NEW DELHI/MUMBAI, April 19 (Reuters) - Indian wheat stocks held in government warehouses dropped to their lowest level in 16 years after two straight years of reduced crop yields prompted New Delhi to sell record volumes to boost domestic supplies and bring down local prices.

Wheat reserves in state stores totalled 7.5 million metric tons at the start of April, down from 8.35 million tons a year ago, according to data compiled by the state-run Food Corporation of India. Over the past decade, wheat stocks on April 1 averaged 16.7 million tons.

"The stocks came down as we sold a record 10 million tons last year to stabilise prices," a senior government official said.

Despite the tight supply, New Delhi has resisted calls to encourage imports by cutting or removing the current 40% tax, or by buying directly from top suppliers such as Russia.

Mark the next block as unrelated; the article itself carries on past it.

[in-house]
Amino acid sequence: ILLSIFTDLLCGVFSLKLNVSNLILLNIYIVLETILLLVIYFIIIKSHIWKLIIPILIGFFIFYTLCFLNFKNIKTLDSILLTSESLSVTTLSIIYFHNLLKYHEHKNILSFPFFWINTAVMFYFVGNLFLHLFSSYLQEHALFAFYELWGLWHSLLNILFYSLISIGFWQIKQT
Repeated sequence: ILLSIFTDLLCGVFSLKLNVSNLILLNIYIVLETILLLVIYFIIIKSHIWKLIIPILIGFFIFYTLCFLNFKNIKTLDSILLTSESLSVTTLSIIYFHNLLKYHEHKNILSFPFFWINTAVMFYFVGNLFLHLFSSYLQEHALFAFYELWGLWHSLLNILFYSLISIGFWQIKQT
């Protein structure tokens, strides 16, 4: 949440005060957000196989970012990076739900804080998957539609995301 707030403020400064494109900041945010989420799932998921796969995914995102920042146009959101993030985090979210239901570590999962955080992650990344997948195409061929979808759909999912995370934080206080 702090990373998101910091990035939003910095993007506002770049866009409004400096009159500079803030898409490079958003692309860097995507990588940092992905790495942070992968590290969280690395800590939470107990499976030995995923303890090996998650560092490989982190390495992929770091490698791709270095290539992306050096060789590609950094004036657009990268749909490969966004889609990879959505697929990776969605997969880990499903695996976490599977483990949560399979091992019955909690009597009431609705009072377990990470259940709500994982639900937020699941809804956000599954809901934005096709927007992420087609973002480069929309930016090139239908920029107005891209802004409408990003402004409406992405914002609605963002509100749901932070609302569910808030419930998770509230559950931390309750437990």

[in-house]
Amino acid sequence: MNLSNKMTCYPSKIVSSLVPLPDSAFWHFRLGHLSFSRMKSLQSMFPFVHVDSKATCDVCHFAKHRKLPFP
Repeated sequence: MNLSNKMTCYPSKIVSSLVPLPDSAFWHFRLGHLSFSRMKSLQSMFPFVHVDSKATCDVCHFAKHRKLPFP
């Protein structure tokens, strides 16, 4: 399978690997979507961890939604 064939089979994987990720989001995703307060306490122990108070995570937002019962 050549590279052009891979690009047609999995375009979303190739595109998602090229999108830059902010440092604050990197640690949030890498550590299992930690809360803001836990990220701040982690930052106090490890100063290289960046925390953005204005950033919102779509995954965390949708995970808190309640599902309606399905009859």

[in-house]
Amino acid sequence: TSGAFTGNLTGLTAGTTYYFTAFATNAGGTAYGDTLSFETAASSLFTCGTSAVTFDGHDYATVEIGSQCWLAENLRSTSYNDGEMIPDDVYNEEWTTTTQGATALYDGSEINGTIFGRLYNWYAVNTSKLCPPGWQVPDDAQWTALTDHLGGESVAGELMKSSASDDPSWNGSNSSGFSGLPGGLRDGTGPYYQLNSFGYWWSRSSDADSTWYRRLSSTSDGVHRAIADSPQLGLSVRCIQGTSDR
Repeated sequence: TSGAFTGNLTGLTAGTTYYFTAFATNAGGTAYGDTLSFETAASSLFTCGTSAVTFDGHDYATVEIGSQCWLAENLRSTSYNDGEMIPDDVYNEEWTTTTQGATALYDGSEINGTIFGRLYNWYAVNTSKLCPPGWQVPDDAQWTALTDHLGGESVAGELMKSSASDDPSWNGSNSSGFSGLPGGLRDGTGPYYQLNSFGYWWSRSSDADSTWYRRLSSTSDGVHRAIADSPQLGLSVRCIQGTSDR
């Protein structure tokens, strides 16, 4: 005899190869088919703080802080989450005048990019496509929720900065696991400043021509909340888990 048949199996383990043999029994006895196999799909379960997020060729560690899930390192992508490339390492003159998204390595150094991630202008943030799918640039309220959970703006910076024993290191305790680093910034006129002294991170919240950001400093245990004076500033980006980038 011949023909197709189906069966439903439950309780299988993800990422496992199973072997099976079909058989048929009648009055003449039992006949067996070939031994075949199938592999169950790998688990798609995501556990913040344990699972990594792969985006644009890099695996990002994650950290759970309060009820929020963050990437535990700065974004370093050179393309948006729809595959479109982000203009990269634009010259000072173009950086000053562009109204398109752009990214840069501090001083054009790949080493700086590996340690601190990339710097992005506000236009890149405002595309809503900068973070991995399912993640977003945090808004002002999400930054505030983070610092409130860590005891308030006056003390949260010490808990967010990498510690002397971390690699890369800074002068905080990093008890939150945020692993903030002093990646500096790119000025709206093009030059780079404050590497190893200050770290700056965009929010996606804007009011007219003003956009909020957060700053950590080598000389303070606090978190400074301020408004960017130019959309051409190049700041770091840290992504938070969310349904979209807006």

Instead, it has dipped into state reserves to sell wheat to bulk consumers, such as flour millers and biscuit-makers, to try to curb domestic prices that have been above the state-fixed minimum buying price since the last crop was harvested.

"Even after selling a massive quantity, we managed to ensure that the stock level didn't fall below the buffer norm. Going forward, the government is keen to ensure that wheat stocks do not fall below 10 million tons," the government official said.

The government has buffer and strategic reserve norms that mandate holding wheat stocks at or above 7.46 million tons on April 1.

This year, the government needs to achieve its target of procuring 30 million to 32 million tons of wheat from farmers to ensure that stock levels remain above the buffer norm for the next season, said a Mumbai-based dealer with a global trade house.

India failed to achieve its wheat procurement target in 2022 and 2023, as heat waves curtailed the crop size.

The country banned wheat exports in 2022 even as export demand rose as the Russia-Ukraine conflict led to a global shortfall.

"If the government fails to procure the required quantity... it can consider allowing duty-free imports after the general election," the dealer said.

(Reporting by Rajendra Jadhav and Mayank Bhardwaj; Editing by Kirsten Donovan)